a) Use the linux fix in the posts above to switch it to 8 then plug the device back into windows OR
    b) Update your firmware. Even if you have the most updated one. Just rerun the update tool provided by sierra wireless. Once the update is finished,
    open device manager. You should see a modem, NMEA, and DM Ports along with the MBIM network interface.

After doing the above myself, if i left the device in composition 6 (DM, NMEA, AT, QMI) and then booted windows, windows will now change it to composition 8 by default instead of composition 9.

Hope this helps anyone in the same situation as myself.

Edited October 20th 2015 - Added GPS=1 and GPSAUTO=1. Heard from other users that USBCOMP=8 was not enough sometimes but adding the extra parameters did help

*Edited October 30th 2015 - Added WIN8BUSDriver=1 and DisableUsbCompAutoUpdate=1 . After looking through my windows registry i found the Sierra Wireless software key setting in the windows registry. After using the new parameters, windows no longer tries to switch the modem out of QMI mode! :mrgreen: :smiley:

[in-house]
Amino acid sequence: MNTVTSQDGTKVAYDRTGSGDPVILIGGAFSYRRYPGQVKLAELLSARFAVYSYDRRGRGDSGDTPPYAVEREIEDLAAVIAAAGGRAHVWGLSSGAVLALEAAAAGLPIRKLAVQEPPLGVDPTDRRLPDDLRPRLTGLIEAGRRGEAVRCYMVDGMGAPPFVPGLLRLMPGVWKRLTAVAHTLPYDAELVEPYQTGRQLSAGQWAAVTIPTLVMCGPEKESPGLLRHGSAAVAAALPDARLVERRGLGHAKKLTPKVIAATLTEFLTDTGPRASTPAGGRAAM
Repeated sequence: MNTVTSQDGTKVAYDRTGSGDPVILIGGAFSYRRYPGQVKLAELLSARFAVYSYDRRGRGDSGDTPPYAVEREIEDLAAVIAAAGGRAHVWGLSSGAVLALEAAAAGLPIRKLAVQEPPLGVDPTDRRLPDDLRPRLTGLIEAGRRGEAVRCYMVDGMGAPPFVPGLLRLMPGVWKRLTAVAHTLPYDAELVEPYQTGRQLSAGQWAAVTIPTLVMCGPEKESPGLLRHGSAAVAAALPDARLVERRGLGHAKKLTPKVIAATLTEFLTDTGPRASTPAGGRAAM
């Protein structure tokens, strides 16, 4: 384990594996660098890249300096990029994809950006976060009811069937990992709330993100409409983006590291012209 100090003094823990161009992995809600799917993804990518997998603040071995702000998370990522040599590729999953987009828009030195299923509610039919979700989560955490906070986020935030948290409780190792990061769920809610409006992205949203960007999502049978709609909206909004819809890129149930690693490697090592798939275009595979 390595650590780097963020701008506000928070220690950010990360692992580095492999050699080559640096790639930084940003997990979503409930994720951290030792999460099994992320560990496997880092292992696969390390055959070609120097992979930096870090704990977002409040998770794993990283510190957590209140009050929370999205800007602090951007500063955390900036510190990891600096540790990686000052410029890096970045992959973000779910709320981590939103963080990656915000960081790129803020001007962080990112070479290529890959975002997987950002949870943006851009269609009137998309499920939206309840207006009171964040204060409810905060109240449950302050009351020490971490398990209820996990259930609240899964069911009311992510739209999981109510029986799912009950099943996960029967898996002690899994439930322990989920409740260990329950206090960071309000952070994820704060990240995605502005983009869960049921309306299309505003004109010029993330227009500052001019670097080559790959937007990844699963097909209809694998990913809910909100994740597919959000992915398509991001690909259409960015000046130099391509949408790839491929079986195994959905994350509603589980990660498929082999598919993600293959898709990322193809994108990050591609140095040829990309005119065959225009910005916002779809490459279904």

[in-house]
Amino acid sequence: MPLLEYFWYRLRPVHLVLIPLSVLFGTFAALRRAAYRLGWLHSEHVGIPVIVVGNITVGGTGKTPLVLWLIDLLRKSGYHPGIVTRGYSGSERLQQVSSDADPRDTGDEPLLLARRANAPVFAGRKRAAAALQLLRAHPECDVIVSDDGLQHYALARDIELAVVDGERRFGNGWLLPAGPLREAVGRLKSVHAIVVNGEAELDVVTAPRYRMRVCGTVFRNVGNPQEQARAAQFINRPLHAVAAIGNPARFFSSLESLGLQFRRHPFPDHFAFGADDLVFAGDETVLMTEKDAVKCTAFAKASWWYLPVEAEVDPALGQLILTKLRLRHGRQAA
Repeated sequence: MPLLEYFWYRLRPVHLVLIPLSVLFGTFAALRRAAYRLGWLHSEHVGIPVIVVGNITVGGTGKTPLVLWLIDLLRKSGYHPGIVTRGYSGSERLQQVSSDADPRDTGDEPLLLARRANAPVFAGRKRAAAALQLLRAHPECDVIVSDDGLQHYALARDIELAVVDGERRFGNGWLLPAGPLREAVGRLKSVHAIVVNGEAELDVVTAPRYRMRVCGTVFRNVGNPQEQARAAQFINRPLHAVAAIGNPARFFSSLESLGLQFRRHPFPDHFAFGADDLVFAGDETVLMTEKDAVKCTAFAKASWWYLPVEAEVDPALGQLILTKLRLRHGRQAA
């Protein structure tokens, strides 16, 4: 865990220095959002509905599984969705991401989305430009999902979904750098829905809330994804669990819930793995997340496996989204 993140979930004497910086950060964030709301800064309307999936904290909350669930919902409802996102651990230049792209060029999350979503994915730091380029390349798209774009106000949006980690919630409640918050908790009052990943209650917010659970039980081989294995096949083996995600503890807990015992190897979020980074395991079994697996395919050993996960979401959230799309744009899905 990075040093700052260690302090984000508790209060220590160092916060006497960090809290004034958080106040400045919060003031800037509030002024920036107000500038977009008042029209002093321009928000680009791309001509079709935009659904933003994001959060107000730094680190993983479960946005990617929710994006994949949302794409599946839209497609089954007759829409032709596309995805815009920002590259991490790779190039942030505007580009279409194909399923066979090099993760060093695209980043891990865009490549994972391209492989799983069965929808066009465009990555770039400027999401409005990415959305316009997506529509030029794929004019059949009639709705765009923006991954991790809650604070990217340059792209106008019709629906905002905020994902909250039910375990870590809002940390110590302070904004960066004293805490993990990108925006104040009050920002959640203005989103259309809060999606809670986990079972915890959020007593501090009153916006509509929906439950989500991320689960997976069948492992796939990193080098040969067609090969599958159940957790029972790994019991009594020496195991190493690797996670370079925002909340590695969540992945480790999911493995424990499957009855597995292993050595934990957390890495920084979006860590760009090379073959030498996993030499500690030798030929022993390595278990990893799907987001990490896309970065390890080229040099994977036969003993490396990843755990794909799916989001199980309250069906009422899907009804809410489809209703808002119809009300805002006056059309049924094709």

*Thanks to dl5162 for pointing out the DisableUsbCompAutoUpdate=1 setting that i overlooked :slight_smile:

For those that are interested you can find the Registry keys by opening the registry editor ( regedit from command line) and navigating to

HKEY_LOCAL_MACHINE\SOFTWARE\Sierra Wireless Inc\DriverInstallOptionsUsed

I have also modified a Configuration.ini file from the driver install package and zipped it to an archive for those that are interested to give it a try. Just unzip it in the same folder as the driver installer and run the installer. Let me know how it works for you. Currently i am running Windows 10 with the MC7354 in Composition 6 which is QMI. :slight_smile:
MBIM_DisableAutoUpdate-Fix[MC77xx_MC73xx].zip (43.6 KB)

The solution works perfect to me.
My modem are MC7710.
Thank you very much.
:smiley:

Ricky

I was wrong. The script works like a charm on the MC7455 too. And it is even more useful there, since that firmware doesn’t support the AT!UDUSBCOMP command. So having an AT serial port doesn’t help anymore.

Note that you’ll need to strip away the MBIM wrapping for the initial switch from QMI mode, if you want to test this on an MC74xx.